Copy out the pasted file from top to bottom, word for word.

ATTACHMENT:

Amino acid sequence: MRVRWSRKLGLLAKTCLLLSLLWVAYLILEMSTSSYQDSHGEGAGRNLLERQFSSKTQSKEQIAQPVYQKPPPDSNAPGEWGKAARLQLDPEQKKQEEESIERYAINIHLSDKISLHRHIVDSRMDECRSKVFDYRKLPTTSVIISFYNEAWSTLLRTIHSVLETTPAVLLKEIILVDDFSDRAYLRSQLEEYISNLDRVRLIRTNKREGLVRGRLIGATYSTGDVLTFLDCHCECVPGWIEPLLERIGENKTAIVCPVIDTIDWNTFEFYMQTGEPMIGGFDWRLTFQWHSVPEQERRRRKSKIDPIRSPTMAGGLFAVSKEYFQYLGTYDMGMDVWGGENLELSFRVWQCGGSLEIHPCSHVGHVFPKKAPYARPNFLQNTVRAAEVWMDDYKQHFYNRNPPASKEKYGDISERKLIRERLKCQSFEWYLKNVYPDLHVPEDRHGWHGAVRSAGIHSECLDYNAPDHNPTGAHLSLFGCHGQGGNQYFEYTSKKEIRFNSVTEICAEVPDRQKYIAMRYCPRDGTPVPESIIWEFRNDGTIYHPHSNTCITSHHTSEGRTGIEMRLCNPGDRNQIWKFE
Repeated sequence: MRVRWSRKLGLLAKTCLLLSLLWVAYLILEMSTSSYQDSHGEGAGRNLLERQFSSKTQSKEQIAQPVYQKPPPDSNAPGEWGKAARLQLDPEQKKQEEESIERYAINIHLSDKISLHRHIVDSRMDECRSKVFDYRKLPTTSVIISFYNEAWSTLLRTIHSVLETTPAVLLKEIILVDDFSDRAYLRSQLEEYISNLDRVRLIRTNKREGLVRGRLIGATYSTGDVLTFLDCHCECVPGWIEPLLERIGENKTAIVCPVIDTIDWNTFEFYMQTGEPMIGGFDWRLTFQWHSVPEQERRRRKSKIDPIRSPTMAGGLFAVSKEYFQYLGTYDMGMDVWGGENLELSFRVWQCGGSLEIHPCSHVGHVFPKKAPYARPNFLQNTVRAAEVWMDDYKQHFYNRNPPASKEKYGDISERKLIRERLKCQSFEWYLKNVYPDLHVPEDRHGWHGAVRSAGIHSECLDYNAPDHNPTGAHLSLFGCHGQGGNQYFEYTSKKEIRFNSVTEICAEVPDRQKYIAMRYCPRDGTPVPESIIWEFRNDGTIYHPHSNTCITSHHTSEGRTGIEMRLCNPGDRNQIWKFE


Amino acid sequence: MRVRWSRKLGLLAKTCLLLSLLWVAYLILEMSTSSYQDSHGEGAGRNLLERQFSSKTQSKEQIAQPVYQKPPPDSNAPGEWGKAARLQLDPEQKKQEEESIERYAINIHLSDKISLHRHIVDSRMDECRSKVFDYRKLPTTSVIISFYNEAWSTLLRTIHSVLETTPAVLLKEIILVDDFSDRAYLRSQLEEYISNLDRVRLIRTNKREGLVRGRLIGATYSTGDVLTFLDCHCECVPGWIEPLLERIGENKTAIVCPVIDTIDWNTFEFYMQTGEPMIGGFDWRLTFQWHSVPEQERRRRKSKIDPIRSPTMAGGLFAVSKEYFQYLGTYDMGMDVWGGENLELSFRVWQCGGSLEIHPCSHVGHVFPKKAPYARPNFLQNTVRAAEVWMDDYKQHFYNRNPPASKEKYGDISERKLIRERLKCQSFEWYLKNVYPDLHVPEDRHGWHGAVRSAGIHSECLDYNAPDHNPTGAHLSLFGCHGQGGNQYFEYTSKKEIRFNSVTEICAEVPDRQKYIAMRYCPRDGTPVPESIIWEFRNDGTIYHPHSNTCITSHHTSEGRTGIEMRLCNPGDRNQIWKFE
Repeated sequence: MRVRWSRKLGLLAKTCLLLSLLWVAYLILEMSTSSYQDSHGEGAGRNLLERQFSSKTQSKEQIAQPVYQKPPPDSNAPGEWGKAARLQLDPEQKKQEEESIERYAINIHLSDKISLHRHIVDSRMDECRSKVFDYRKLPTTSVIISFYNEAWSTLLRTIHSVLETTPAVLLKEIILVDDFSDRAYLRSQLEEYISNLDRVRLIRTNKREGLVRGRLIGATYSTGDVLTFLDCHCECVPGWIEPLLERIGENKTAIVCPVIDTIDWNTFEFYMQTGEPMIGGFDWRLTFQWHSVPEQERRRRKSKIDPIRSPTMAGGLFAVSKEYFQYLGTYDMGMDVWGGENLELSFRVWQCGGSLEIHPCSHVGHVFPKKAPYARPNFLQNTVRAAEVWMDDYKQHFYNRNPPASKEKYGDISERKLIRERLKCQSFEWYLKNVYPDLHVPEDRHGWHGAVRSAGIHSECLDYNAPDHNPTGAHLSLFGCHGQGGNQYFEYTSKKEIRFNSVTEICAEVPDRQKYIAMRYCPRDGTPVPESIIWEFRNDGTIYHPHSNTCITSHHTSEGRTGIEMRLCNPGDRNQIWKFE